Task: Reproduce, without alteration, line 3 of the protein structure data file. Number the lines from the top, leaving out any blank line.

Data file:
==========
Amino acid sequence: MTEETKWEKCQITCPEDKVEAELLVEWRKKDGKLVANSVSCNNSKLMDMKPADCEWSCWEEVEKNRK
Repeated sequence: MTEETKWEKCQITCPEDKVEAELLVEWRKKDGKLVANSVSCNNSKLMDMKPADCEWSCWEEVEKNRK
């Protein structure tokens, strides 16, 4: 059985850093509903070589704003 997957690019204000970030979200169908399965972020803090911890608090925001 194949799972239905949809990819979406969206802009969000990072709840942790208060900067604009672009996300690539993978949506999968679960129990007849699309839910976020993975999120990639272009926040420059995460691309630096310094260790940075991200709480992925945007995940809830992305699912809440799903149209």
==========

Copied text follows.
């Protein structure tokens, strides 16, 4: 059985850093509903070589704003 997957690019204000970030979200169908399965972020803090911890608090925001 194949799972239905949809990819979406969206802009969000990072709840942790208060900067604009672009996300690539993978949506999968679960129990007849699309839910976020993975999120990639272009926040420059995460691309630096310094260790940075991200709480992925945007995940809830992305699912809440799903149209």